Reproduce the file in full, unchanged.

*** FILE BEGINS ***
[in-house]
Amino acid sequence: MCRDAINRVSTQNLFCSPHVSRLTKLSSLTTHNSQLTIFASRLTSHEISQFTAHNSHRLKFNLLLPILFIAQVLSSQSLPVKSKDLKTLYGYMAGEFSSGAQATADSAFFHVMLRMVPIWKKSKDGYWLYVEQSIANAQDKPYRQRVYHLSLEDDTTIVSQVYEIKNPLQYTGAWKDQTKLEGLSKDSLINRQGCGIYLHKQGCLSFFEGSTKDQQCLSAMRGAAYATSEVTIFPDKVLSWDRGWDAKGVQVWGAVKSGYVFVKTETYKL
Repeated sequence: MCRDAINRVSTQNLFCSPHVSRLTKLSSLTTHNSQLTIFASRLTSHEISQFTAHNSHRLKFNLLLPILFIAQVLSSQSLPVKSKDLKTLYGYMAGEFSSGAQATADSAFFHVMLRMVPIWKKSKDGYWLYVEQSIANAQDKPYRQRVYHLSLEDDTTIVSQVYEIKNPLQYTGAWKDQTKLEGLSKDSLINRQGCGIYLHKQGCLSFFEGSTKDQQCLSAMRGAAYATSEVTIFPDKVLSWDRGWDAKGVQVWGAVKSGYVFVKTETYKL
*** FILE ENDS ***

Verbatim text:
[in-house]
Amino acid sequence: MCRDAINRVSTQNLFCSPHVSRLTKLSSLTTHNSQLTIFASRLTSHEISQFTAHNSHRLKFNLLLPILFIAQVLSSQSLPVKSKDLKTLYGYMAGEFSSGAQATADSAFFHVMLRMVPIWKKSKDGYWLYVEQSIANAQDKPYRQRVYHLSLEDDTTIVSQVYEIKNPLQYTGAWKDQTKLEGLSKDSLINRQGCGIYLHKQGCLSFFEGSTKDQQCLSAMRGAAYATSEVTIFPDKVLSWDRGWDAKGVQVWGAVKSGYVFVKTETYKL
Repeated sequence: MCRDAINRVSTQNLFCSPHVSRLTKLSSLTTHNSQLTIFASRLTSHEISQFTAHNSHRLKFNLLLPILFIAQVLSSQSLPVKSKDLKTLYGYMAGEFSSGAQATADSAFFHVMLRMVPIWKKSKDGYWLYVEQSIANAQDKPYRQRVYHLSLEDDTTIVSQVYEIKNPLQYTGAWKDQTKLEGLSKDSLINRQGCGIYLHKQGCLSFFEGSTKDQQCLSAMRGAAYATSEVTIFPDKVLSWDRGWDAKGVQVWGAVKSGYVFVKTETYKL